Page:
George Osborne should take proactive steps towards fixing the ‘productivity puzzle’ and also address business rates in his Autumn Statement, according to business leaders.
Businessman and SME champion Ian Baxter argued that the chancellor needs to address the issue of business rates. He has even gone as far to say they should be scrapped completely.
“Almost everyone now agrees that business rates are a pernicious form of tax,” he said. “When I started Baxter Freight I’d had a £40,000 rates bill before I’d sent out the first invoice to a customer.”
“Surely taxes should be levied on businesses when they’re successful not before they’ve started work? Business rates have helped decimate the high street and are a major obstacle for small businesses.”
While conceding that business rates are “very difficult to avoid”, largely due to the £26bn they contribute to the Treasury coffers, Baxter still believes the cost for small business growth is too high.
“They either need scrapping altogether or at least substantially reforming so that new and small businesses get a much fairer deal,” he added.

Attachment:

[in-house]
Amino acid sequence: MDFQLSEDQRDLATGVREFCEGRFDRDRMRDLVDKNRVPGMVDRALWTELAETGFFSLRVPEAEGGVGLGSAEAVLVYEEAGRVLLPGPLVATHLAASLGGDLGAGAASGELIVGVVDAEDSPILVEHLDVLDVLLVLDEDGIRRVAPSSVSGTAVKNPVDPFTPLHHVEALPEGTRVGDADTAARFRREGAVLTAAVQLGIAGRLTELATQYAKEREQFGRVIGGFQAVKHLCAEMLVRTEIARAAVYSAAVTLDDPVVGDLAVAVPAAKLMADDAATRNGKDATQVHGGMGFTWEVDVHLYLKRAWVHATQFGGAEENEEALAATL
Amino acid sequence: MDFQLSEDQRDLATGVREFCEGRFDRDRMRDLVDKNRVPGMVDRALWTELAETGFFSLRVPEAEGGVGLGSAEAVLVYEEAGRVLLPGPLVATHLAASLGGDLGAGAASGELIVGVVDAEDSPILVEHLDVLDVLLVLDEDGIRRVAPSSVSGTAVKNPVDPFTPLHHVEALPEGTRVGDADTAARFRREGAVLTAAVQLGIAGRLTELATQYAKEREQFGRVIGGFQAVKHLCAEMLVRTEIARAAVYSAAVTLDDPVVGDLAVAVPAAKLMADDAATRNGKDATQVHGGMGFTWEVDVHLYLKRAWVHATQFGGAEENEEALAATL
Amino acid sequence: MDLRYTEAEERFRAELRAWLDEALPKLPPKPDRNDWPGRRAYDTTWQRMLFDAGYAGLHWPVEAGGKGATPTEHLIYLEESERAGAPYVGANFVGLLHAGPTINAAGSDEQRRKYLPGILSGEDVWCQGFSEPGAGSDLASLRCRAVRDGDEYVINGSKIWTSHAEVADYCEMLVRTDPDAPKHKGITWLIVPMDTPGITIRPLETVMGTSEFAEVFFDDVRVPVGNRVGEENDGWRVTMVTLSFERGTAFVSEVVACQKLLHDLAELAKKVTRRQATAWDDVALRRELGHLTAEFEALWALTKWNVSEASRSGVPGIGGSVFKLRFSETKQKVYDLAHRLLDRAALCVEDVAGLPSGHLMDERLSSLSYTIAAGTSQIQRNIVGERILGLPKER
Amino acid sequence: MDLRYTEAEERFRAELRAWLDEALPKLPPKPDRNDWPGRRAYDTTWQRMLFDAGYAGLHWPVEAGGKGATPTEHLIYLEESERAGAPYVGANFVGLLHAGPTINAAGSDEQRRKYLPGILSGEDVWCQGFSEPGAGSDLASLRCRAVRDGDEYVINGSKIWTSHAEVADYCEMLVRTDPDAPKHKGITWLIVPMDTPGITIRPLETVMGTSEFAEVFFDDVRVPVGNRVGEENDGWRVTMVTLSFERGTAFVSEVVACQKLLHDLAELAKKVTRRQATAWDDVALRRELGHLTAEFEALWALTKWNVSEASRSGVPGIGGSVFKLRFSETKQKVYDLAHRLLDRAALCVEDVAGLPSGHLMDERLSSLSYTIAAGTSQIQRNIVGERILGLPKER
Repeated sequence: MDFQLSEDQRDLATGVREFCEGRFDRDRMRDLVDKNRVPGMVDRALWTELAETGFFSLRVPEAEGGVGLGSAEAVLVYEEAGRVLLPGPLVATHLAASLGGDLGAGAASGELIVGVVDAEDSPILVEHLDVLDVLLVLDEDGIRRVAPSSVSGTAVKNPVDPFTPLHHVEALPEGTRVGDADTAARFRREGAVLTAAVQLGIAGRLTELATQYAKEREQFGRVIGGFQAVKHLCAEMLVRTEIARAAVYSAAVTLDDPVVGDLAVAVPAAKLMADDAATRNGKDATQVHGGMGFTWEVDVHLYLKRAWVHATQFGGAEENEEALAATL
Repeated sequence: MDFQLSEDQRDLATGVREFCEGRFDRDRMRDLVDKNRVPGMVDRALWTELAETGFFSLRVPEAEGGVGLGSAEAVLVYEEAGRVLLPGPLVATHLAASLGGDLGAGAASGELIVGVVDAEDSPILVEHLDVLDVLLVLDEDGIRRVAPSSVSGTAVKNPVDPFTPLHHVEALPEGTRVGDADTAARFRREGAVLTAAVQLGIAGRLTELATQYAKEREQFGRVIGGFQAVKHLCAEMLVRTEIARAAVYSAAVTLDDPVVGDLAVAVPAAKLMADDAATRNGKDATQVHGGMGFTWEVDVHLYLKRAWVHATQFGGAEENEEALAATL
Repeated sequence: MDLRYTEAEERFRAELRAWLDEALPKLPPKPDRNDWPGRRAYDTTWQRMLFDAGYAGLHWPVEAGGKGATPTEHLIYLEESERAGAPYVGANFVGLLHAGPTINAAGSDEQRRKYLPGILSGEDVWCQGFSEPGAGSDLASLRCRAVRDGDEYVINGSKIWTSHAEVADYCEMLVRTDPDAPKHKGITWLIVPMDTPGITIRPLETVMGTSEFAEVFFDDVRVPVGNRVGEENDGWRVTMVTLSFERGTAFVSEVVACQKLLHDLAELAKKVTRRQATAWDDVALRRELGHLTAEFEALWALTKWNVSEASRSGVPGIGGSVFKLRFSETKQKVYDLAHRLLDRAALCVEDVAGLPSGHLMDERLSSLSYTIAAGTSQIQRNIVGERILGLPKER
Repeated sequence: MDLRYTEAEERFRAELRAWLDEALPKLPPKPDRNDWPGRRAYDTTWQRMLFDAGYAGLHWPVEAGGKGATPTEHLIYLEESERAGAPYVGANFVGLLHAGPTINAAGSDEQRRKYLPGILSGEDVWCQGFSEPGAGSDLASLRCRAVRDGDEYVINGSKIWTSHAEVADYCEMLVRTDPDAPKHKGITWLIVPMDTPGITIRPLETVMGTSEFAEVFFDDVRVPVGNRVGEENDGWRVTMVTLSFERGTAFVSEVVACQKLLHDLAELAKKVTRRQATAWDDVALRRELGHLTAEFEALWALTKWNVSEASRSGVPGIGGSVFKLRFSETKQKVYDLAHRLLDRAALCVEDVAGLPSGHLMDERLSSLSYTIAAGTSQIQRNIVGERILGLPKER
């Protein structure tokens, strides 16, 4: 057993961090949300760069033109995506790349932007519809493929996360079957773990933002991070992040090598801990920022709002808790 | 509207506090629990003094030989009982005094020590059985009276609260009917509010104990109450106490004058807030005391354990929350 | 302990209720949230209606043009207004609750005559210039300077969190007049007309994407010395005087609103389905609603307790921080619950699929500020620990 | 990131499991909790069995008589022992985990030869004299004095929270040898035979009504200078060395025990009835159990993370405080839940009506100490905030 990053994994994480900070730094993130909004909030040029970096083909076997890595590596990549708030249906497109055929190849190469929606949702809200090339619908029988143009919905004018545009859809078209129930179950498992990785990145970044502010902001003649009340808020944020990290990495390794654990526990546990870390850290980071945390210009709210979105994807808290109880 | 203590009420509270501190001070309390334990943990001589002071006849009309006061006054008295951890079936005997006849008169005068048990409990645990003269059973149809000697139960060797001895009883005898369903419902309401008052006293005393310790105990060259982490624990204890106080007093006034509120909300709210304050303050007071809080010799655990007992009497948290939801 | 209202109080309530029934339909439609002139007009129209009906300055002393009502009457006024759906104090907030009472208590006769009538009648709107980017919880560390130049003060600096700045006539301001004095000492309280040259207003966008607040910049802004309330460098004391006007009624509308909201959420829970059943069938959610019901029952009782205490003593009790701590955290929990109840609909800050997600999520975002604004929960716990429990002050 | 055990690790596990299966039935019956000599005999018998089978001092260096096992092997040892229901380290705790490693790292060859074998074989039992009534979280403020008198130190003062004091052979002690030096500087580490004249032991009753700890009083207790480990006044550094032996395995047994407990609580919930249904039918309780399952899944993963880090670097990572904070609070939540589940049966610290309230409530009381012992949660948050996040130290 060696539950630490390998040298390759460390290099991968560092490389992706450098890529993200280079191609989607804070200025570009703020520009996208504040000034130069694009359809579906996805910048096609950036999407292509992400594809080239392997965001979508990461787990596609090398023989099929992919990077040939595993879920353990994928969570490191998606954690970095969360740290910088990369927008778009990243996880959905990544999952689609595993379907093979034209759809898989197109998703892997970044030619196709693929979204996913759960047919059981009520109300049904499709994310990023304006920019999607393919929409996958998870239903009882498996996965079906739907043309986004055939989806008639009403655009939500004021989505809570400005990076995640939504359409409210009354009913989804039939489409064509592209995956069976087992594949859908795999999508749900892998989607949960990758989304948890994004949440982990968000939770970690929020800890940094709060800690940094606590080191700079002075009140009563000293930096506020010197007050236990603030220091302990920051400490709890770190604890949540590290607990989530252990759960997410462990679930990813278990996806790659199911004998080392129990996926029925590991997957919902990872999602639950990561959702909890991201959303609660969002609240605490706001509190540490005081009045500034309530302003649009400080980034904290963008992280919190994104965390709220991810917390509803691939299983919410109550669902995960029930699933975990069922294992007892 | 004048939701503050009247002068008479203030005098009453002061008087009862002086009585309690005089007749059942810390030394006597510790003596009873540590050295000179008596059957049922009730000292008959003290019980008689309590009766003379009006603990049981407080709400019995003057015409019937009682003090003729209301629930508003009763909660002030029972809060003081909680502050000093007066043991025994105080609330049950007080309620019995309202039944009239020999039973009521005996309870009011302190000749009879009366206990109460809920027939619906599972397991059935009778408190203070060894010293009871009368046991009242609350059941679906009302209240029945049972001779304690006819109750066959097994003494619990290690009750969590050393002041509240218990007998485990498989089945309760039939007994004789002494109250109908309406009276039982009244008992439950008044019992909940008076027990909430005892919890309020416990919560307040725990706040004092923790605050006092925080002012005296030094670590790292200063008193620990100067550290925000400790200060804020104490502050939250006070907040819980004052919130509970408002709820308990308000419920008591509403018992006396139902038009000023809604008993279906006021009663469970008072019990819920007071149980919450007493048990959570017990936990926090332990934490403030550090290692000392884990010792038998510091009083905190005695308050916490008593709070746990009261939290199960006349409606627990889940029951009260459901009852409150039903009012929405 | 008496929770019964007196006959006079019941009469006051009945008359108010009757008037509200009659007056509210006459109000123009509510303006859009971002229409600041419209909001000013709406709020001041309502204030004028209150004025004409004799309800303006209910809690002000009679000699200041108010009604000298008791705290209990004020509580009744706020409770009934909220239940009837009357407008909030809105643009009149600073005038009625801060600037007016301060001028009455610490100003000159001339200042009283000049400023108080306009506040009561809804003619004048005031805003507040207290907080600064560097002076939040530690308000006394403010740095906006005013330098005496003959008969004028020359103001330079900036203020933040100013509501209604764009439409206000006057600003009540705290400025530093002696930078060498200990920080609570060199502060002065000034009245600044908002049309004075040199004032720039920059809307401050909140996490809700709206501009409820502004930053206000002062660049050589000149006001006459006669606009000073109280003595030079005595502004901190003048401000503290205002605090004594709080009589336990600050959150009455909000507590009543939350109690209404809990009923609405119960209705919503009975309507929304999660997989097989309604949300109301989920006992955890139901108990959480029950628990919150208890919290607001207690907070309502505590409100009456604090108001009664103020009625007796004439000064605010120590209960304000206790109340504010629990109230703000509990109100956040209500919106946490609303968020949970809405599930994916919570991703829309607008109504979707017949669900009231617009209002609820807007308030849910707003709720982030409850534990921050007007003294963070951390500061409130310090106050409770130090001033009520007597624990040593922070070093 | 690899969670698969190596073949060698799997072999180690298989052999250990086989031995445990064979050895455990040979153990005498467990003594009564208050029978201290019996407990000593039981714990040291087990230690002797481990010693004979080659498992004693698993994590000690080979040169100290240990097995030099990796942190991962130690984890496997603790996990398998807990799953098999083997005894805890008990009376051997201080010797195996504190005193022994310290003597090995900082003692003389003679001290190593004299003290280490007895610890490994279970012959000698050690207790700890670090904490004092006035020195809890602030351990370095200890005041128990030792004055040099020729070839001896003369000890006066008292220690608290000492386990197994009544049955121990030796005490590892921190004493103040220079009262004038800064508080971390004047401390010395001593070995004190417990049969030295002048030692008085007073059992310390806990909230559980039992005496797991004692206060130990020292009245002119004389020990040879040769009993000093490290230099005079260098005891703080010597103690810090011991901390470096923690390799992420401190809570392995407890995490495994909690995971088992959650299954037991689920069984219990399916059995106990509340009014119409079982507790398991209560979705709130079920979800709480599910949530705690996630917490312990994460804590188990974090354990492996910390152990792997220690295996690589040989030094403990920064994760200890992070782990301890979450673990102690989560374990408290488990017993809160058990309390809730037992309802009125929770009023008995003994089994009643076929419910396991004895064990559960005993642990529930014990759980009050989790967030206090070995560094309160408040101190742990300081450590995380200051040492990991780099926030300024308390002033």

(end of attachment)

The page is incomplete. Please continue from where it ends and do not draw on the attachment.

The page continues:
Cobra Beer founder and chairman Lord Bilimoria called for a focus on productivity. He cited more favourable trading conditions for businesses and workers as the best ways to address this.
“The Budget needs to have a clear strategy for Britain’s long-term competitiveness and productivity growth,” he said. “I hope that the chancellor will take the opportunity to foster strategies that have been proven to boost productivity and enhance UK firms’ competitiveness in the long term, by increasing public expenditure on Higher Education and R&D.
“The Government should also look to foster economic growth with more favourable levies on businesses such as lowering the capital gains tax to its previous long-standing level of 18 per cent.”
The Indian beer tycoon also warned that Osborne “can no longer remain tongue-tied on the issue of working tax credits”.
“The Autumn Statement and Spending Review presents the perfect time to address this issue with a proper understanding of how the poor could be adversely affected by changes to working tax credits, taking into account the full strength of expertise from business leaders, independent advisors, fellow MPs and the House of Lords,” he continued.
Gareth Jones, president of the Society of Motor Manufacturers and Traders (SMMT), wants the chancellor to put in place measures that will spur further growth in the UK’s resurgent automotive industry.
“So much has already been invested successfully and to pull the rug away now would be a devastating waste,” he said. “It’s a stark reminder that while our industry is a net exporter, the export deficit for parts sits at almost £8 billion.
“However, with the right support, re-shoring to the UK is possible – and with £4 billion of potential growth, the benefits are worth it.”